JAKARTA, Indonesia (AP) — Millions of Indonesians choose a new president Wednesday as the world’s third-largest democracy aspires to become a global economic powerhouse just over 25 years since emerging from a brutal authoritarian era.

The incumbent Indonesian defense minister, who has been accused of human rights atrocities as an ex-general, and two former governors are vying to succeed the still-widely popular President Joko Widodo.

Widodo’s rise from a riverside slum to his country’s presidency has showcased the vibrancy of his Southeast Asian nation’s democracy in a region rife with authoritarian regimes.

The voting in a vast archipelago of 17,000 islands sprawled across three time zones, with a population of 270 million, is a logistical nightmare, with white ballot boxes and ballots being brought by donkeys and on foot in some of the more remote locations.

Aside from the presidency, about 20,000 national, provincial and district parliamentary posts would be contested by tens of thousands of candidates. About 10,000 hopefuls from 18 political parties are eyeing the the national parliament’s 580 seats alone.

The presidency is being contested by Defense Minister Prabowo Subianto and two former provincial governors, Anies Baswedan and Ganjar Pranowo.

Subianto, who is the front-runner based on several independent surveys, has picked Widodo’s eldest son, Gibran Rakabuming Raka, as his vice-presidential running mate.

Subianto is the only candidate with links to the 1967-98 Suharto dictatorship, when he was a lieutenant general. A longtime commander in the Kopassus special forces, he was dishonorably discharged in 1998 after Kopassus soldiers kidnapped and tortured political opponents of Suharto, his then-father-in-law.

Of 22 activists kidnapped that year, 13 remain missing. Subianto never faced trial, although several of his men were tried and convicted.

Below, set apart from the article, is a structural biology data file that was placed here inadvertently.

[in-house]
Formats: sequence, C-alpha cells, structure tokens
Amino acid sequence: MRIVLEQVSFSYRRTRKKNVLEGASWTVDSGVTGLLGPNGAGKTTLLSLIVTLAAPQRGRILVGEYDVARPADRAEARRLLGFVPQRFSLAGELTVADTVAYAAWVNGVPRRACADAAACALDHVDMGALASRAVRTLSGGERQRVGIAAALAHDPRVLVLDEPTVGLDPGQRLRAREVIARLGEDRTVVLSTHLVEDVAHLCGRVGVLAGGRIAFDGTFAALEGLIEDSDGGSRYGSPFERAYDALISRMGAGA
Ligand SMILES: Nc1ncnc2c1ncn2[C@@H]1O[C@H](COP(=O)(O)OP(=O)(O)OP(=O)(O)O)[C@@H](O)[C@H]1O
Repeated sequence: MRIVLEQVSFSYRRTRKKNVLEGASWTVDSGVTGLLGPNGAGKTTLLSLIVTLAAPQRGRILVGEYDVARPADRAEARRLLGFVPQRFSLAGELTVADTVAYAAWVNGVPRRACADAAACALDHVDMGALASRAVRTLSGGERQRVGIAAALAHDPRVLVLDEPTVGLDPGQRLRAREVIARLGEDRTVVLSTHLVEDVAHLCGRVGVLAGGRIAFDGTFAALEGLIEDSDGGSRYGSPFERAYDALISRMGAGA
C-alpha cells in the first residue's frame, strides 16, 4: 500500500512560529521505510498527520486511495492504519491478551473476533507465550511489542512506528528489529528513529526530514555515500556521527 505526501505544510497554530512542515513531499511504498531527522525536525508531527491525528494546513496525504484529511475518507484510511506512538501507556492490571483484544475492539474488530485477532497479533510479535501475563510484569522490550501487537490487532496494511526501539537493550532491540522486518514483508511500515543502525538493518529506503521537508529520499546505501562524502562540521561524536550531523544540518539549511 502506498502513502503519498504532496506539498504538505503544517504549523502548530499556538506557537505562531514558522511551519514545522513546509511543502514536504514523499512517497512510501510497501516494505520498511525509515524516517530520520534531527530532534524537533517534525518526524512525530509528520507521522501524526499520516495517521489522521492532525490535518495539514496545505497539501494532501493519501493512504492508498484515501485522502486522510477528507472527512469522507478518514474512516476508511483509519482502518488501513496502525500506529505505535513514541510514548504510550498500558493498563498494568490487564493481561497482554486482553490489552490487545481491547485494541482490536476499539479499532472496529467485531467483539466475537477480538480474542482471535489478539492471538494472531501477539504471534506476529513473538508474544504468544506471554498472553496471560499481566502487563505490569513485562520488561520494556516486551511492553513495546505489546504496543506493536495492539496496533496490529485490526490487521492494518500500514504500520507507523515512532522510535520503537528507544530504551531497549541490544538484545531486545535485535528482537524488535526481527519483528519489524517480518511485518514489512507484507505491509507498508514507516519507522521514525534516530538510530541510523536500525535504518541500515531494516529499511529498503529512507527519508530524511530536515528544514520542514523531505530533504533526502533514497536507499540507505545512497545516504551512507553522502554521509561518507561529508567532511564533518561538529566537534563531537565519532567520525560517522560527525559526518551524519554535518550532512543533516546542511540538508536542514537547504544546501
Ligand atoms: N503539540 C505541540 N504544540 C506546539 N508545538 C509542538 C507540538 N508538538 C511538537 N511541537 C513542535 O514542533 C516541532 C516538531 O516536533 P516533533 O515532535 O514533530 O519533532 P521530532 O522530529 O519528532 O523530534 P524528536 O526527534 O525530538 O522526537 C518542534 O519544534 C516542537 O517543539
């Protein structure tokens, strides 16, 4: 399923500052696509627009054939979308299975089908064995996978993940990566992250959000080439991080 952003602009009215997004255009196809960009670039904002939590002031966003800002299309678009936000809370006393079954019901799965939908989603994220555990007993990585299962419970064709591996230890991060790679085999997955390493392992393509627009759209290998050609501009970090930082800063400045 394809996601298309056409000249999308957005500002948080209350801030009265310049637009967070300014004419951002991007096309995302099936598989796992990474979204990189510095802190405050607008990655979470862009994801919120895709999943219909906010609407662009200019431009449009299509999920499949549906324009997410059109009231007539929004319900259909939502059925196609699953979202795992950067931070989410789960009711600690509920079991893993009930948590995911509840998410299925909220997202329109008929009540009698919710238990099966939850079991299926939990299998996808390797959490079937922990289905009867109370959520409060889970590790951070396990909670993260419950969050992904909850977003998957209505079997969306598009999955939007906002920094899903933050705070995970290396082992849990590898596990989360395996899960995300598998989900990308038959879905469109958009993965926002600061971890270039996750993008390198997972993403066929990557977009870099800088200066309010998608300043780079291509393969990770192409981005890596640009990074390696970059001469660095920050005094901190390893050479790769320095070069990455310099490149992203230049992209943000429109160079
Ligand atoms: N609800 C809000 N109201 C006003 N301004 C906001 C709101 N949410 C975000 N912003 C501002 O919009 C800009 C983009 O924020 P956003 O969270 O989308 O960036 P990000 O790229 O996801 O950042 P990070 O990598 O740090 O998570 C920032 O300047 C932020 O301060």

Polls show the 72-year-old Subianto well ahead of his two rivals, though perhaps not with the majority needed to avoid a runoff. While he is the oldest candidate, his running mate is the youngest: 36-year-old Surakarta Mayor Gibran Rakabuming Raka, Widodo’s son.

Raka is below the statutory minimum age of 40 but was allowed to run under an exception created by the Constitutional Court. The court was then headed by Widodo’s brother-in-law, which set off criticism against the president over perceived favoritism.

Subianto has vowed to continue Widodo’s economic development plan in what experts view as an attempt to draw on Widodo’s popularity. But he is strongly opposed by human rights activists, who associate him with torture and disappearances during the final years of the Suharto dictatorship.

Baswedan, the former head of an Islamic university, served as governor of Jakarta until last year. A former Fulbright scholar, Baswedan had been education and culture minister from 2014 to 2016, when Widodo removed him from the Cabinet.

Baswedan opposes Widodo’s signature plan to move Indonesia’s capital from Jakarta to Nusantara on the island of Borneo, about 2,000 kilometers (1,240 miles) away, which involves constructing government buildings and housing from scratch.

He said in an interview with The Associated Press last month that democracy in Indonesia is declining, referring to Subianto’s choice of Widodo’s son as his running mate, and pledged to get it back on track.

“This means that there is a decline in trust, it means that our democracy is experiencing a decline in quality, it means that many legal rules are being bent,” he said.

Pranowo is the governing party candidate, but does not have the support of Widodo. He was a national legislator for the governing Indonesian Democratic Party of Struggle for 10 years before being elected in 2013 for the first of two terms as Central Java governor.

While governor, he refused to allow Israel to participate in the Under-20 FIFA World Cup to be held in his province. FIFA subsequently dropped Indonesia as host of the games, triggering a backlash against Pranowo from soccer fans.

Israel and Muslim-majority Indonesia do not have diplomatic ties.

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